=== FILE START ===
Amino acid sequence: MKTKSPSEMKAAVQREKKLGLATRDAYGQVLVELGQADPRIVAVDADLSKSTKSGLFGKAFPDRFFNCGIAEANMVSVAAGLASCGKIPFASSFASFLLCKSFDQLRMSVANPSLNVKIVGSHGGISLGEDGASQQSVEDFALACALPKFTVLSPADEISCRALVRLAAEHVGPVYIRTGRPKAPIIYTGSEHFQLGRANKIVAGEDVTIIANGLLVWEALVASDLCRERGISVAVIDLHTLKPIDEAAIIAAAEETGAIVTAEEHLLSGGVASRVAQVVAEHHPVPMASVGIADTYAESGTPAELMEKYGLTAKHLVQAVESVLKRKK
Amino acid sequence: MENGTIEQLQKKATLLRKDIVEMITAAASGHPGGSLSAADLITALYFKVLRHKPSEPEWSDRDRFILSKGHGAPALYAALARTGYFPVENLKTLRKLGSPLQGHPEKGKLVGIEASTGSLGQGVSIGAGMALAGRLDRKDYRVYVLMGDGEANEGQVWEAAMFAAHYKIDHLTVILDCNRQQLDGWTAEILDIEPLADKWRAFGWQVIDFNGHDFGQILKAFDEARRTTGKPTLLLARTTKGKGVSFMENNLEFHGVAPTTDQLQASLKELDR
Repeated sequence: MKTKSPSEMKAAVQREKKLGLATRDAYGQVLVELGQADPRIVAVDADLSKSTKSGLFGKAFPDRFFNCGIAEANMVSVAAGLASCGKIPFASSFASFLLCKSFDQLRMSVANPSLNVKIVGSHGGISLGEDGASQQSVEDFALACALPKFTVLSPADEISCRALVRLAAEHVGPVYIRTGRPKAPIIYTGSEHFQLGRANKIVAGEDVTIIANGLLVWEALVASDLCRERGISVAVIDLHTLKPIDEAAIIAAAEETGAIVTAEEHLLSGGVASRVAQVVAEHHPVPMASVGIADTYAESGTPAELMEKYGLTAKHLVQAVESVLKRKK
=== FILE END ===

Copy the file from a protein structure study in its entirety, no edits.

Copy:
Amino acid sequence: MKTKSPSEMKAAVQREKKLGLATRDAYGQVLVELGQADPRIVAVDADLSKSTKSGLFGKAFPDRFFNCGIAEANMVSVAAGLASCGKIPFASSFASFLLCKSFDQLRMSVANPSLNVKIVGSHGGISLGEDGASQQSVEDFALACALPKFTVLSPADEISCRALVRLAAEHVGPVYIRTGRPKAPIIYTGSEHFQLGRANKIVAGEDVTIIANGLLVWEALVASDLCRERGISVAVIDLHTLKPIDEAAIIAAAEETGAIVTAEEHLLSGGVASRVAQVVAEHHPVPMASVGIADTYAESGTPAELMEKYGLTAKHLVQAVESVLKRKK
Amino acid sequence: MENGTIEQLQKKATLLRKDIVEMITAAASGHPGGSLSAADLITALYFKVLRHKPSEPEWSDRDRFILSKGHGAPALYAALARTGYFPVENLKTLRKLGSPLQGHPEKGKLVGIEASTGSLGQGVSIGAGMALAGRLDRKDYRVYVLMGDGEANEGQVWEAAMFAAHYKIDHLTVILDCNRQQLDGWTAEILDIEPLADKWRAFGWQVIDFNGHDFGQILKAFDEARRTTGKPTLLLARTTKGKGVSFMENNLEFHGVAPTTDQLQASLKELDR
Repeated sequence: MKTKSPSEMKAAVQREKKLGLATRDAYGQVLVELGQADPRIVAVDADLSKSTKSGLFGKAFPDRFFNCGIAEANMVSVAAGLASCGKIPFASSFASFLLCKSFDQLRMSVANPSLNVKIVGSHGGISLGEDGASQQSVEDFALACALPKFTVLSPADEISCRALVRLAAEHVGPVYIRTGRPKAPIIYTGSEHFQLGRANKIVAGEDVTIIANGLLVWEALVASDLCRERGISVAVIDLHTLKPIDEAAIIAAAEETGAIVTAEEHLLSGGVASRVAQVVAEHHPVPMASVGIADTYAESGTPAELMEKYGLTAKHLVQAVESVLKRKK